Note how forking over your biometric data is characterized as an "option," a lifestyle choice for the sake of convenience.

Surrendering to Big Brother is now cool, as even James Bond, in the remake of Ian Fleming’s Casino Royale, has himself a microchip—for the sake of safety, of course. In the film, this little device saves Bond’s life. It will save your life, too, as you can now be scanned like a cocker spaniel.

Lest we believe America has been left out of the biometric loop, consider the following: "Although biometric payment systems are still pretty rare… recent trials at stores like Albertsons and Cub Foods and even the school lunch line would seem to indicate that more pervasive rollouts are just around the corner."

Increasingly, it would seem that if you want to eat, you will be forced to surrender your biometric data. Acceptance begins at the grade school lunch line.

Acceptance, however, does not seem to be much of a problem. "Ever get to the supermarket only to realize you forgot your wallet? For the more than 3.3 million consumers who’ve signed up for biometric technology, that’s no longer a problem," reports ParadeNet, the internet version of Parade magazine. "Customers at several retailers can now literally pay by touch. By placing their finger on a scanner at the checkout and entering their home phone number, these tech-savvy shoppers can deduct the cost of a carton of milk directly from a bank account or credit card."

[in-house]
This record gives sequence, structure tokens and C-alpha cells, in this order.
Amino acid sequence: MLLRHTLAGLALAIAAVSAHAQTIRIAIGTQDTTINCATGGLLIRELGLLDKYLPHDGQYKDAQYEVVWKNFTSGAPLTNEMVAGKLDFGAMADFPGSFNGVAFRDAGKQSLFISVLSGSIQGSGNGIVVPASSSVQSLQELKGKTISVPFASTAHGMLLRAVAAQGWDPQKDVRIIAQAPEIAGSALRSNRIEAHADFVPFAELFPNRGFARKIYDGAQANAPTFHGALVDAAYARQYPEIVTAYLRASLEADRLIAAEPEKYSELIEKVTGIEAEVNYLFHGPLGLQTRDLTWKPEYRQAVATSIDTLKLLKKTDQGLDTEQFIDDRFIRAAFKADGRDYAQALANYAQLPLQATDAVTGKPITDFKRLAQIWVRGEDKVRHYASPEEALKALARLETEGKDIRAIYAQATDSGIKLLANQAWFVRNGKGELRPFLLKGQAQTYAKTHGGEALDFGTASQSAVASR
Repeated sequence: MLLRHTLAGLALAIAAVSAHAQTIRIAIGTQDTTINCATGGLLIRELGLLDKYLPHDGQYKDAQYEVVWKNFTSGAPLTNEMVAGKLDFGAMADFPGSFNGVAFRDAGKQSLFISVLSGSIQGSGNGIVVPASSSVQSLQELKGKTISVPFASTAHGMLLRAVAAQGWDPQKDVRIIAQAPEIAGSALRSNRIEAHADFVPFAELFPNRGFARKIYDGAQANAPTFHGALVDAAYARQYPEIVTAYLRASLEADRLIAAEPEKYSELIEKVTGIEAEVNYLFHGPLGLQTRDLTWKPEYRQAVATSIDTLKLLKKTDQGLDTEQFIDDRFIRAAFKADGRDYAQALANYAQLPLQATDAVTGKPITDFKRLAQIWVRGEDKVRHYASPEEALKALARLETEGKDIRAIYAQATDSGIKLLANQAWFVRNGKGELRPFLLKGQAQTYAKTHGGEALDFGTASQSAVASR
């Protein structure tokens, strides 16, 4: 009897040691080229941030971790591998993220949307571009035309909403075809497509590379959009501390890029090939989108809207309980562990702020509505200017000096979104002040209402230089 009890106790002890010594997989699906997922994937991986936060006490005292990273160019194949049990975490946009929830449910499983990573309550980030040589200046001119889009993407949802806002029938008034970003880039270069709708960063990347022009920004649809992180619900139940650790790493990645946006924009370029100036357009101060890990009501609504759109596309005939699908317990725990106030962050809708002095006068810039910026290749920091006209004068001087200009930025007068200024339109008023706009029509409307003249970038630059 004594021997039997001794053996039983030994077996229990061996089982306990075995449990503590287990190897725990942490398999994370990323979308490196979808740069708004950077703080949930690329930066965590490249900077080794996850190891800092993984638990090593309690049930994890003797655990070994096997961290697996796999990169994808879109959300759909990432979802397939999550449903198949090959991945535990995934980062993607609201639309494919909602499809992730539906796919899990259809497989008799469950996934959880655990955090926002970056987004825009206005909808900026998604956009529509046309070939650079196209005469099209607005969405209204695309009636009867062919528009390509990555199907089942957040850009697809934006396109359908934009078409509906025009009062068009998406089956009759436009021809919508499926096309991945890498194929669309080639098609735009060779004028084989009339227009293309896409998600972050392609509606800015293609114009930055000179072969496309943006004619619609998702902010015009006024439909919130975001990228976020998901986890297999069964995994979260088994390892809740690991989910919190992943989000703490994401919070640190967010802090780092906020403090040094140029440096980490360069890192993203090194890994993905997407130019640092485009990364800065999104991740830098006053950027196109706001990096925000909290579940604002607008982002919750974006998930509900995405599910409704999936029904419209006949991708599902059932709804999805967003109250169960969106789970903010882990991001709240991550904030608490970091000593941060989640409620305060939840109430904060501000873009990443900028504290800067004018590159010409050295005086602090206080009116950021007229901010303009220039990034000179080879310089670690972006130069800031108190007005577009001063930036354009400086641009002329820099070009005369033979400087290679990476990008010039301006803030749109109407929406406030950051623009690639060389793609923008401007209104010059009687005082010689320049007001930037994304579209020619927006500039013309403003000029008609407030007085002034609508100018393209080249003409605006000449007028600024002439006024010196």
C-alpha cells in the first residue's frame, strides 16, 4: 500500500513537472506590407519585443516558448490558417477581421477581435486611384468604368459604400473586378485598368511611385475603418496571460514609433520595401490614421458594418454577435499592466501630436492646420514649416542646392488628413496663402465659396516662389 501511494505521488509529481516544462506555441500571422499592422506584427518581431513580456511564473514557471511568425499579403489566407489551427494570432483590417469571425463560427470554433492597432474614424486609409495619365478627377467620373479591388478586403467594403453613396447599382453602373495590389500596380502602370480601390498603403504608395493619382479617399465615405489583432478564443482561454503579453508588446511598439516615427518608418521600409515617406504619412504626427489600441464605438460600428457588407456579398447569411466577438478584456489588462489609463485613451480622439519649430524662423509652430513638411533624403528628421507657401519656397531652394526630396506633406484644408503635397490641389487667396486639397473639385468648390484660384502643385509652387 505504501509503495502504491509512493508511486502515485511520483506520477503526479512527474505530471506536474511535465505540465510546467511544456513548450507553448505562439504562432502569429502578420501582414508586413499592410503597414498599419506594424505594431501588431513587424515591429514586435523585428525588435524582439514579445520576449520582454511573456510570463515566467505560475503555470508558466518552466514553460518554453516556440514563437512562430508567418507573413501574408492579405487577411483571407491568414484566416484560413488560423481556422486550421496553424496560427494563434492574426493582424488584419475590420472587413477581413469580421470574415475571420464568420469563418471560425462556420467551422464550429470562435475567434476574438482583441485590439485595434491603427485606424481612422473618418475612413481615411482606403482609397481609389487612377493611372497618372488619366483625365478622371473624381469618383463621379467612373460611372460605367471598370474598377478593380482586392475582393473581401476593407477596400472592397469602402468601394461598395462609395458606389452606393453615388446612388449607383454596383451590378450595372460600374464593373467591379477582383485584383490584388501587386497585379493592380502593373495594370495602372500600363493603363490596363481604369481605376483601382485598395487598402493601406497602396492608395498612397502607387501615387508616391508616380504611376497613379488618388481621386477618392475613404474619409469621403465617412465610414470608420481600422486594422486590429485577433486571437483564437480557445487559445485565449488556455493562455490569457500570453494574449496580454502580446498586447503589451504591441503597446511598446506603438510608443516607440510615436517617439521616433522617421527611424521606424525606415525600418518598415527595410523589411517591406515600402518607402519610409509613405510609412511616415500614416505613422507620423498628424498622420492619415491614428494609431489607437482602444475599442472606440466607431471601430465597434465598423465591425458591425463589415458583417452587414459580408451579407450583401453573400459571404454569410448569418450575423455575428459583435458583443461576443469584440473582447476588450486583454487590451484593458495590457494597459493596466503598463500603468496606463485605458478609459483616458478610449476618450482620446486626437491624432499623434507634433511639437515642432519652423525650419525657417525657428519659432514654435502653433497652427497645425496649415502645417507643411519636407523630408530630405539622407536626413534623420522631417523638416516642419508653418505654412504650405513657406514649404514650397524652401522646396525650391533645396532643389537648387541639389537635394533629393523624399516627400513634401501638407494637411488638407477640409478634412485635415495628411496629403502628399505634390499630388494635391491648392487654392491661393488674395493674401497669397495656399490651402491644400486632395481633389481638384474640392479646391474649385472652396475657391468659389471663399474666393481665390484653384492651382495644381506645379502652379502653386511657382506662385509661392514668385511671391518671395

Again, it is "tech-savvy" to get plugged into the Big Brother Matrix.

In Chicago, climbing aboard the biometric bandwagon, according to TMCnet, will make the Christmas season less stressful.

"One of the most frustrating things that occur at holiday time is the over-crowded stores and long wait times in line just to make it out of the store. However, thanks to Pay By Touch’s biometric payment solution, shoppers now have a fast and secure way of moving through those shopping lines…. And for any customer who used or enrolled in their biometric payment system between November 1 and December 31, 2006 Pay By Touch will also enroll them into a drawing to win a year of free groceries."

Free groceries?

No doubt this one is designed to lure in the "under-banked, lower income segment" facing a bleak Christmas, as every passing holiday season becomes more and more bleak as the American labor market is slowly but surely walmartized or sent over to the corporate slave plantation in China.

"In continuing to spread the holiday cheer, Pay By Touch will also donate $10,000 dollars to The Greater Chicago Food Depository, a non-for-profit food distribution and training center aimed at ending hunger in the community."

No word if they are required to surrender biometrics at the door.

Britain, Sweden, Greece, Germany, and other nations are jumping on the biometric bandwagon. It’s all the rave. It’s "tech-savvy" and cool.